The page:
Sunday, November 30, 2003

I saw “Kill Bill” today. I’m going to wait for part two before deciding whether I like it or not, but there was one thing about it so far that makes me a little sad.

Tarantino’s other movies (including the ones, like “Natural Born Killers”, which he didn’t direct) have, as far as I’m concerned, one common piece of goodness: dialogue. There ain’t much talkin’ (so far) in “Kill Bill”, and that makes me a little sad.

The lack of dialogue, however, doesn’t get in the way of “Kill Bill” being pretty to look at.

By the way, last night I saw Mana (there should be an accent on the second “a”) in concert. It was the best concert I’ve seen in a long time. If you don’t know who they are, but you have that Santana album that was all the rage a few years ago, then you’ve heard them. They were with Santana on the song “Corazon Espinado”, and they are a good band.

Thursday, November 27, 2003

Reading THIS article again is how I will celebrate Thursday.

I am thankful, by the way, to (not for) those history teachers and books which revealed the truth to me.

Wednesday, November 26, 2003

Scott just blogged about the stress college students face this time of year (and, in some cases, all year) and how he tries to deal with that as a teacher. He also talked about the student who, seemingly, had stress far beyond what most teachers expect to work around.

It has often crossed my mind that I need to work harder to understand the stress my students face (particularly now that I teach high school). I try to do that, but I wonder how well. When I think back to my own days as a student, I remember doing the long, long, long periods with little or no sleep (much of which I shared with Scott and Carlton). I remember flailing around for a handle on the course for which I was preparing. I remember (some) really hard work.

Once, while trying to write an essay at the last minute (the night before it was due), I found myself at an impasse. To break the monotony and to reshuffle my brain cards (and to get some free cigarettes: another thing college students should not refuse), I wrote a paper for a friend. This friend had a paper due in an upper level history course. I was not in the class. I didn't know the topic. She gave me the book she was using for the paper, told me a little bit about what she had hoped to say, told me the instructions, and left me to write it. I wrote it (she got an A for it) and went back to my own essay, which I completed just in time for class the next morning. Moral concerns aside, I don't think I'm capable of that sort of work now, but there were times in the past when I was a machine.

This sort of thing reminds me, however, of a problem I have when dealing with my students: I always found school to be pretty easy. It was challenging at times, but in a good way, and often boring, but (except for math) I never found myself sitting in front of my homework thinking "I don't know what I'm supposed to do with this." Many of my students have that experience sometimes. Some have it regularly. I genuinely don't know how to relate to them.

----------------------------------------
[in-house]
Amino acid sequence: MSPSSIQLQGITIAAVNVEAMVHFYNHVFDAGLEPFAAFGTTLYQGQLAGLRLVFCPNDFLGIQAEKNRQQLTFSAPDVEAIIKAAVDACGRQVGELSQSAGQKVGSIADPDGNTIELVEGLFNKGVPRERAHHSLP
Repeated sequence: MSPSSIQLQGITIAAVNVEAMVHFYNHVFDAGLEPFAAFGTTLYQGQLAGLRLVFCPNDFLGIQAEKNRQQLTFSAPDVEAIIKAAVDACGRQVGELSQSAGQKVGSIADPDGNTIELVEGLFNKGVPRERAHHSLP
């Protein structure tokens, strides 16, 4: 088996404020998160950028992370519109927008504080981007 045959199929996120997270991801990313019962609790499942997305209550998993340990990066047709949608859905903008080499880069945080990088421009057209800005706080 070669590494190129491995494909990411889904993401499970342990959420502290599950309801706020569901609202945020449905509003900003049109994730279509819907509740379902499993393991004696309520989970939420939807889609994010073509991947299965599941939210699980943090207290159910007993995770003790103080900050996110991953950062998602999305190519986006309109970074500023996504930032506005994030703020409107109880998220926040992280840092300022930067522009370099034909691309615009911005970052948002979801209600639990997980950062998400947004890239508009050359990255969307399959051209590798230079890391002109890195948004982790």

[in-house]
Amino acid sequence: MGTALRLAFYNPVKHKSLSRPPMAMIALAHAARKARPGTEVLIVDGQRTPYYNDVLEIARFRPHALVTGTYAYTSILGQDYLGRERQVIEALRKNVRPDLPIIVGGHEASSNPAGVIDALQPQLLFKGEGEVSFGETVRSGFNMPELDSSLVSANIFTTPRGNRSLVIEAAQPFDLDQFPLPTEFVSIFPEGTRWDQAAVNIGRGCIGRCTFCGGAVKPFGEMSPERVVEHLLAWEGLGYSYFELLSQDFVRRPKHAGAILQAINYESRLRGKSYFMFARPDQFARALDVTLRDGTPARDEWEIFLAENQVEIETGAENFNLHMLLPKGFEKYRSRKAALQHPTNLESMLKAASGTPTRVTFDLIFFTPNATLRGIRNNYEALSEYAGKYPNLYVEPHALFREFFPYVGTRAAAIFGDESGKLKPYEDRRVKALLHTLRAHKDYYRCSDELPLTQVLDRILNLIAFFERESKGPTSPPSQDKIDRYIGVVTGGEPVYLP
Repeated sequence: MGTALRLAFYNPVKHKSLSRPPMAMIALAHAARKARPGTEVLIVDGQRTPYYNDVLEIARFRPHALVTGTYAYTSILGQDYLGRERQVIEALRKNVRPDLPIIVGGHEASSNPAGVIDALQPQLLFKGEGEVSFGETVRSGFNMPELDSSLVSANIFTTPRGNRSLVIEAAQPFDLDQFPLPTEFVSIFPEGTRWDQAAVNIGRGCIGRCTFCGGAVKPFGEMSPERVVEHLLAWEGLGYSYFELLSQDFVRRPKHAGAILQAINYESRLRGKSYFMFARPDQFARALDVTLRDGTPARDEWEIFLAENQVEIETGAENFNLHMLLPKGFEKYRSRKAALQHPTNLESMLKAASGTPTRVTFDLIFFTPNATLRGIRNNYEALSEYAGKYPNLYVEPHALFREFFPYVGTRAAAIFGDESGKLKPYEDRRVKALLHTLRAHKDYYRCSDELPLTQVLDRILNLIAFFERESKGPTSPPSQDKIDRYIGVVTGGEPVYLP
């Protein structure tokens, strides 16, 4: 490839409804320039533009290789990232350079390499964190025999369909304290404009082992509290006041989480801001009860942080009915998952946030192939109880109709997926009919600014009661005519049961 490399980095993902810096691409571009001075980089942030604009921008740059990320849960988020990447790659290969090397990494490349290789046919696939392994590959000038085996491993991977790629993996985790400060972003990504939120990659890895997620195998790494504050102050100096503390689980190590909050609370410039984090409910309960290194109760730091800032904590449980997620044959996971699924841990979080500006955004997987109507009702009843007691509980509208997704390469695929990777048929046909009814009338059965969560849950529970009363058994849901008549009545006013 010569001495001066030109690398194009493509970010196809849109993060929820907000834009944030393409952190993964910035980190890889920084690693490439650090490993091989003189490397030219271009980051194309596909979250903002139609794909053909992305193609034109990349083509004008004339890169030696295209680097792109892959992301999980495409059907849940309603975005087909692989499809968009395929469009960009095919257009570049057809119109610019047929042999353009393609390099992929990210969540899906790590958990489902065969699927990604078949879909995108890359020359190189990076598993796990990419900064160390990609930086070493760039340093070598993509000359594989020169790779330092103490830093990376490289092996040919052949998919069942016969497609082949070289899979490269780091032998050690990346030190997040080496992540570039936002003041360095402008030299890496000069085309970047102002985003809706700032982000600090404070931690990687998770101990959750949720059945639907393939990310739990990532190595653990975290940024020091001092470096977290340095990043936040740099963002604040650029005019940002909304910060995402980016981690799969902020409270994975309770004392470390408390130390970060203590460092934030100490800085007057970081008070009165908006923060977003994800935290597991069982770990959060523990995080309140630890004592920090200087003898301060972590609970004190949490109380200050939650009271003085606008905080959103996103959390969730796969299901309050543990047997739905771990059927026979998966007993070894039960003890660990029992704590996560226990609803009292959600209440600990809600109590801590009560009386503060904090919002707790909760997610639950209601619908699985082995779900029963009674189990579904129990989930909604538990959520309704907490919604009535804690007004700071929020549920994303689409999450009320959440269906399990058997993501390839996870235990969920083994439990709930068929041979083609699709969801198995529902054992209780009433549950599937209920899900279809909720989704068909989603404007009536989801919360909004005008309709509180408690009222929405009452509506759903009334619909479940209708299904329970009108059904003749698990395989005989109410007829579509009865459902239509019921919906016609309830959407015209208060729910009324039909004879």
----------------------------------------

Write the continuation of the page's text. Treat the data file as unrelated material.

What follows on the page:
Before you write this off as arrogance, by the way, consider this: there are all sorts of non-school things I can't do. Just can't. I am, for example, a poor athlete. If I work hard and practice, I can just climb up to passable. And yet I really enjoy sports. The same goes for music: I am a very good listener, but I seem to have no aptitude for making music. I have tried. It ain't there. I am also at a loss when it comes to "making new friends". The friends I have are wonderful, but they are only mine because either they did something to make it happen or I got super lucky. Had it been left up to my efforts, I would be utterly alone.

As far as my role as teacher goes, furthermore, I usually teach history. I am not only particularly good at undertanding and remembering things related to history, but I also have a deep passion for it. The tactic I've most often used is to try to demonstrate how much I love the topic in the hopes that my students will latch onto that and think "well, HE digs it, so it must be at least a little digable. Maybe I can dig it, too." But of course, not everyone can dig everything. I've had math teachers try the same trick on me and it never worked.

When I taught at university, I had colleagues (including professors) who were quick to label students as lazy, stupid, or (at least) unsuited for college just because they weren't digging history. I sometimes asked those colleagues if they had ever been on campus late at night. Had they passed the chemistry building? Had they passed the engineering building? Had they seen the music building? Did they, perhaps, notice lights on in those buildings? Had they ever stopped to consider that students, THEIR students, were in those buildings working?

And then there is the wild card: many students feel unbelievable pressure from their families and friends. My parents have never been the sort to push me, but many students are working with fear hanging over their heads. Many (far too many) really believe (and are constantly told) that they carry the world on their shoulders. This sort of tension does not lend itself to a love of learning. It turns confusion into panic. It turns mistakes into crimes. It is the greatest enemy many students face, as it can lead to cheating, breakdowns, resignation, and self abuse. It can also lead to suicide.

My point? I don't have one.

Monday, November 24, 2003